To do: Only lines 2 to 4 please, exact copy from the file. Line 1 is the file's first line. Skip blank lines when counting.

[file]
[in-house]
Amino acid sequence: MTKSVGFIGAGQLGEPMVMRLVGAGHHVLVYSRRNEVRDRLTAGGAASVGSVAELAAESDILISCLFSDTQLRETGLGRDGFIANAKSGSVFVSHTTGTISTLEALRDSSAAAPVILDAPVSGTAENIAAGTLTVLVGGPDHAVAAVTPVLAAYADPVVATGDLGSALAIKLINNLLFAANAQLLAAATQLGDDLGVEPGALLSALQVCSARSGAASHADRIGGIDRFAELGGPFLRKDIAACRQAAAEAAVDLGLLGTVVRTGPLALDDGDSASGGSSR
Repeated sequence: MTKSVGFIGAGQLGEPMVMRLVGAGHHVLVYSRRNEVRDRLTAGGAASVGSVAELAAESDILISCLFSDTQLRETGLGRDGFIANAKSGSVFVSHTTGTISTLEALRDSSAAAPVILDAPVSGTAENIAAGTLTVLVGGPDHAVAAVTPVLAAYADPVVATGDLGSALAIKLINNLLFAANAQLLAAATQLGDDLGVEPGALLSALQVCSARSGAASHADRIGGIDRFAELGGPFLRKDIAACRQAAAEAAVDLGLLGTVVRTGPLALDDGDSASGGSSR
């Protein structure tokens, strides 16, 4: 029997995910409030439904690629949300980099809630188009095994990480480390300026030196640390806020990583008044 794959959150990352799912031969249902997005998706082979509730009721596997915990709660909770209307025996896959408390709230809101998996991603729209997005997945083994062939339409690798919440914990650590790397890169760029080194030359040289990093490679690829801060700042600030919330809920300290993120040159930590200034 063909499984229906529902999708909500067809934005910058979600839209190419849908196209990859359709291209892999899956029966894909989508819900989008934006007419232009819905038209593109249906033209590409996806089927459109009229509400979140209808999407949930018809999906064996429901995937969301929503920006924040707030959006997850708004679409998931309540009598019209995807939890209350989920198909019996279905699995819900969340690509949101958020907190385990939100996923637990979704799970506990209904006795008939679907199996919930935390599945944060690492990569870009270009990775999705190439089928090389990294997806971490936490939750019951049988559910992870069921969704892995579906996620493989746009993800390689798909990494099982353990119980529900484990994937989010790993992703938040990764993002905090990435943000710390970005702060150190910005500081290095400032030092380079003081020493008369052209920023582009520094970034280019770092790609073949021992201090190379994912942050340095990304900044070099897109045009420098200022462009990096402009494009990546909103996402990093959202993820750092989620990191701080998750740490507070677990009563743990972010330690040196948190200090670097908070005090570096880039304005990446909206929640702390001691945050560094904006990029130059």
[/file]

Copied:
Amino acid sequence: MTKSVGFIGAGQLGEPMVMRLVGAGHHVLVYSRRNEVRDRLTAGGAASVGSVAELAAESDILISCLFSDTQLRETGLGRDGFIANAKSGSVFVSHTTGTISTLEALRDSSAAAPVILDAPVSGTAENIAAGTLTVLVGGPDHAVAAVTPVLAAYADPVVATGDLGSALAIKLINNLLFAANAQLLAAATQLGDDLGVEPGALLSALQVCSARSGAASHADRIGGIDRFAELGGPFLRKDIAACRQAAAEAAVDLGLLGTVVRTGPLALDDGDSASGGSSR
Repeated sequence: MTKSVGFIGAGQLGEPMVMRLVGAGHHVLVYSRRNEVRDRLTAGGAASVGSVAELAAESDILISCLFSDTQLRETGLGRDGFIANAKSGSVFVSHTTGTISTLEALRDSSAAAPVILDAPVSGTAENIAAGTLTVLVGGPDHAVAAVTPVLAAYADPVVATGDLGSALAIKLINNLLFAANAQLLAAATQLGDDLGVEPGALLSALQVCSARSGAASHADRIGGIDRFAELGGPFLRKDIAACRQAAAEAAVDLGLLGTVVRTGPLALDDGDSASGGSSR
């Protein structure tokens, strides 16, 4: 029997995910409030439904690629949300980099809630188009095994990480480390300026030196640390806020990583008044 794959959150990352799912031969249902997005998706082979509730009721596997915990709660909770209307025996896959408390709230809101998996991603729209997005997945083994062939339409690798919440914990650590790397890169760029080194030359040289990093490679690829801060700042600030919330809920300290993120040159930590200034 063909499984229906529902999708909500067809934005910058979600839209190419849908196209990859359709291209892999899956029966894909989508819900989008934006007419232009819905038209593109249906033209590409996806089927459109009229509400979140209808999407949930018809999906064996429901995937969301929503920006924040707030959006997850708004679409998931309540009598019209995807939890209350989920198909019996279905699995819900969340690509949101958020907190385990939100996923637990979704799970506990209904006795008939679907199996919930935390599945944060690492990569870009270009990775999705190439089928090389990294997806971490936490939750019951049988559910992870069921969704892995579906996620493989746009993800390689798909990494099982353990119980529900484990994937989010790993992703938040990764993002905090990435943000710390970005702060150190910005500081290095400032030092380079003081020493008369052209920023582009520094970034280019770092790609073949021992201090190379994912942050340095990304900044070099897109045009420098200022462009990096402009494009990546909103996402990093959202993820750092989620990191701080998750740490507070677990009563743990972010330690040196948190200090670097908070005090570096880039304005990446909206929640702390001691945050560094904006990029130059």